Effects of Weightlifting vs. Kettlebell Training on Vertical Jump, Strength, and Body Composition


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A review of:

Otto WH, Coburn JW, Brown LE, Spiering BA, Effects of Weightlifting vs. Kettlebell Training on Vertical Jump, Strength, and Body Composition, J Strength Cond Res. 2012 Feb 15. [Epub ahead of print] [http://www.ncbi.nlm.nih.gov/pubmed/22344061]

This is a study that has been reviewed extensively across the fitness blogosphere already. Industry heavyweights Charles Poliquin and Bret Contreras have both had their say.

Not surprisngly, each reached similar conclusions, but with emphasis on slightly different things based on their own experiences and biases.

I was quite interested to post about this because I feel I can approach this from a slightly different angle: that of a (low level it must be said) kettlebell sport athlete as well as a trainer versed in the World Kettlebell Club (WKC) methods.

What The Study Is About

The title pretty much says it all for this one.

The researchers observed (rightly so) that there is scant evidence (at least on this side of the Iron Curtain) on the effects of kettlebell training.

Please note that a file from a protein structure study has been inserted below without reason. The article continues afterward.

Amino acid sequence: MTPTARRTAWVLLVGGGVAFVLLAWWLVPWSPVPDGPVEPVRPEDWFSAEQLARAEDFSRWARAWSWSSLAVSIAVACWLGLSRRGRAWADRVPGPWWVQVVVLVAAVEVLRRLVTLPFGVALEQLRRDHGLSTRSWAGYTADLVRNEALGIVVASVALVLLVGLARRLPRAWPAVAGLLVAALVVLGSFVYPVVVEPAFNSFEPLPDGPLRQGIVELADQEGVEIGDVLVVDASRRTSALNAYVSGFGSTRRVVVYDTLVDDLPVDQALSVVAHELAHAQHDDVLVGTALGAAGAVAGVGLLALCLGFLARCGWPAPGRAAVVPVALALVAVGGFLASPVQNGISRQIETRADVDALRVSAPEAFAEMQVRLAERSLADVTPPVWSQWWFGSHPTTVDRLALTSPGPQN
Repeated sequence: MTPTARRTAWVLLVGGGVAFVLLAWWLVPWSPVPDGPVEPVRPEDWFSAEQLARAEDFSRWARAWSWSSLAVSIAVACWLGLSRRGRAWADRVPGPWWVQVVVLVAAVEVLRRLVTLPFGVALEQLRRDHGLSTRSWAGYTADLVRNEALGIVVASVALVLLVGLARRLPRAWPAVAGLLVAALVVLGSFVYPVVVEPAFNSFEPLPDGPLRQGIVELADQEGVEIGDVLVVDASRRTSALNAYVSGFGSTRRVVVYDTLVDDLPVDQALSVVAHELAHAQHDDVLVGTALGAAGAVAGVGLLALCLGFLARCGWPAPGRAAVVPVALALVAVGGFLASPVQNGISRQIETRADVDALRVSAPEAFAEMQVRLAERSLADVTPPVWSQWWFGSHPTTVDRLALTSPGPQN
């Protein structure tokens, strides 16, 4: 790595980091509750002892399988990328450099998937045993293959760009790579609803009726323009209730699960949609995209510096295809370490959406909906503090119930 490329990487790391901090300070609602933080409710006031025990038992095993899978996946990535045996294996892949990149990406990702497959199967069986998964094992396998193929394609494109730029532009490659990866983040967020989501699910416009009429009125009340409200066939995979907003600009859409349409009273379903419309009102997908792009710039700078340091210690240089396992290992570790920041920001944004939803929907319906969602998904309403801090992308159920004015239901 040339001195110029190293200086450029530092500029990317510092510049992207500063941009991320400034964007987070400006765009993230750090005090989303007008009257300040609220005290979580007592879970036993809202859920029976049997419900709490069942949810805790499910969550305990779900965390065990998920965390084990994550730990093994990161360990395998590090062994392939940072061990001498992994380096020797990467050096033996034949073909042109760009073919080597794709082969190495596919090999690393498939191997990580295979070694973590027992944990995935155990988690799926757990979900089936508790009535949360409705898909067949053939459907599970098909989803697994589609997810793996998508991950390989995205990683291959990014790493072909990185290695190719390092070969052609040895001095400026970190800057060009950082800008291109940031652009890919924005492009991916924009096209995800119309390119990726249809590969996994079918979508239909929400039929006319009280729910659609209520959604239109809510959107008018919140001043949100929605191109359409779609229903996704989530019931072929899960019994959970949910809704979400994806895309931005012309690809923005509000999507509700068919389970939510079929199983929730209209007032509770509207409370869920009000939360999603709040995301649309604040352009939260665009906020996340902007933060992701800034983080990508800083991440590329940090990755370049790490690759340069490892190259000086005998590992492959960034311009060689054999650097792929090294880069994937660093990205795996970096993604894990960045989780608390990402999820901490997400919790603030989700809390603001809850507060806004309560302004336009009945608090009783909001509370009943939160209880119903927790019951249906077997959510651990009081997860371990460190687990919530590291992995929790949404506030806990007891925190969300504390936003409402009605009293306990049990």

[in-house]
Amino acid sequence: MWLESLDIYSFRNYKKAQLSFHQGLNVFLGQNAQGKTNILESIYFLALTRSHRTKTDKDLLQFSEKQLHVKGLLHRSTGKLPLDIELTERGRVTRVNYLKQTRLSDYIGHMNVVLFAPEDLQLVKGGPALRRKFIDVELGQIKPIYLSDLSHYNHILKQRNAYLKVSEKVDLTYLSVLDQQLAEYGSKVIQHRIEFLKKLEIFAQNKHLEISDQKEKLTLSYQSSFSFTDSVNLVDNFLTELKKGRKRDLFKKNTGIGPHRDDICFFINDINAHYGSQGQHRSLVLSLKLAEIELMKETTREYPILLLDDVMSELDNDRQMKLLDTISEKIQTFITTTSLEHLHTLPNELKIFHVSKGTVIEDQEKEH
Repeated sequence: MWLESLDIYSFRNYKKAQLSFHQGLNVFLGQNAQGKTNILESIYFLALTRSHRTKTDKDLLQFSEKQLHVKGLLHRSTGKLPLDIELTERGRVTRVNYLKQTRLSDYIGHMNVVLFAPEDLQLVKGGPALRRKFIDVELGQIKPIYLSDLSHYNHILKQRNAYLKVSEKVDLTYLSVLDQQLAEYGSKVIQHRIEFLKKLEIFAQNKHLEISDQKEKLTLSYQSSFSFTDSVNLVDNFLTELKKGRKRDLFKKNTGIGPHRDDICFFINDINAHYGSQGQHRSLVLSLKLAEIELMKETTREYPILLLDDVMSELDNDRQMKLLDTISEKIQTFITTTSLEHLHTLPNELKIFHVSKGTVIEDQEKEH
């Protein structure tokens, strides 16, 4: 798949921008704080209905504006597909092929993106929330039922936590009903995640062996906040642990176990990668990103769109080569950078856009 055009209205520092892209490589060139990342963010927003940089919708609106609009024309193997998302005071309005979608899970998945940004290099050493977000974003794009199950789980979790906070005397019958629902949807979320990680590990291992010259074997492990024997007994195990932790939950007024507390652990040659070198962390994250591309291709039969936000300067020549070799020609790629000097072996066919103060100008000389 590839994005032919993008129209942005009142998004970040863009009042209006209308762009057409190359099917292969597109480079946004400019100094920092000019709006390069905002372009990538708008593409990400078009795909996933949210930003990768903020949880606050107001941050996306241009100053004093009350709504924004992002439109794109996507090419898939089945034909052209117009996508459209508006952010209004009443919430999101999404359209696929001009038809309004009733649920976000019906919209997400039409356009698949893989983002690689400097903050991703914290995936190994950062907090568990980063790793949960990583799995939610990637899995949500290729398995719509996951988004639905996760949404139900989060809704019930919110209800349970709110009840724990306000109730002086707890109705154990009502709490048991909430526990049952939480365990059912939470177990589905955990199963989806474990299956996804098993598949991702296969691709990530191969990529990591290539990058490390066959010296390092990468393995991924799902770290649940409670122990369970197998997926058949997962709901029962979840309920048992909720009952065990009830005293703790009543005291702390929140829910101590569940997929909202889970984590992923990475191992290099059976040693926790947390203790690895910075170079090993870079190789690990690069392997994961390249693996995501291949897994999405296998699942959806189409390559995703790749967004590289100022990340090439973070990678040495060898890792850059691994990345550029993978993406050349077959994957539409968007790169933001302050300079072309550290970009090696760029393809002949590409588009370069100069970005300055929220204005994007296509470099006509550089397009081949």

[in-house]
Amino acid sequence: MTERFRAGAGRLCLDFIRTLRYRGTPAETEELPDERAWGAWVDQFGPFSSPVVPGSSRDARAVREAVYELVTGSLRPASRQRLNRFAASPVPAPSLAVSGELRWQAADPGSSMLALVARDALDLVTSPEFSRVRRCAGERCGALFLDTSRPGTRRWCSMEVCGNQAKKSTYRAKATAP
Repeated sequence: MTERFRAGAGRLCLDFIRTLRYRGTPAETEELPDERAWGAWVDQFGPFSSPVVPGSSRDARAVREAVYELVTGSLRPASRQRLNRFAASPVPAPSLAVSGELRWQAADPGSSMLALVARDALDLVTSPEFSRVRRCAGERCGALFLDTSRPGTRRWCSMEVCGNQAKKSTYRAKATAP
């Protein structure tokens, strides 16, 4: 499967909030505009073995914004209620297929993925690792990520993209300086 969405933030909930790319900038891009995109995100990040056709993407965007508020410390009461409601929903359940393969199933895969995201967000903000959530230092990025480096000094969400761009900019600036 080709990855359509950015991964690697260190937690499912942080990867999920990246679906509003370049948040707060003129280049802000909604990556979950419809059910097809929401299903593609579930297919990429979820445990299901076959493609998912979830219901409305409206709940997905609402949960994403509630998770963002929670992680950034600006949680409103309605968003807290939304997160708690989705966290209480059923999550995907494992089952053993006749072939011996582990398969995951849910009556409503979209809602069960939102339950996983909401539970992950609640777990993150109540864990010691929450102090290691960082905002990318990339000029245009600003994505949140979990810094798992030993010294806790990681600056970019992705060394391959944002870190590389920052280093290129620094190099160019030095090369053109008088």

So they set out to quantify the effects of kettlebell training in comparison to that of traditional weightlifting methodology.

What Was Tested

The following were tested both pre-intervention and after 6 weeks of twice weekly training sessions using either kettlebells or barbells:

  • Body mass
  • Vertical jump
  • Back Squat
  • Power clean
  • % Body fat

There is potentially a problem here, which the authors inadvertently noted. Weightlifting has been shown to have a positive effect on vertical jump, which makes sense when you look at the direction force is being applied – vertically.

One of the purported benefits of kettlebell training, is the fact that you can swing it between your legs. This means the forces are primarily horizontal. There wasn’t really any testing of horizontally applied strength and power – important because it is becoming increasingly recognised that power productin is vector (or directionally) specific.

A good (and simple to administer) test to include would have been the broad jump, this would have at least given a little more balance to the testing procedure.

What Was Done

A group of young men (19-26 years old), with at least a year of resistance training experience were randomised into two groups: kettlebell and weightlifting (it was noted that none had any extensive experience with kettlebell training or weightlifting).

The weightlifting group performed 3 exercises, using 80% of a pre-determined 1RM:

  1. High pull
  2. Power clean
  3. Back squat

Whilst the kettlebell group also performed 3 exercises, using a 16 kg kettlebell:

  1. Swing
  2. Accelerated swing
  3. Goblet squat

Each group went through the testing procedure before undergoing 2 training sessions per week for 6 weeks, with at least 72 hours between sessions.

The first 3 weeks subjects performed 3×6 (swings/high pulls), 4×4 (accelerated swings/power cleans) and 4×6 (goblet squat/back squat). The next 3 weeks the sets/reps changed to 4×6, 6×4 and 4×6 respectively.

Subjects were told to eat their normal diet throughout.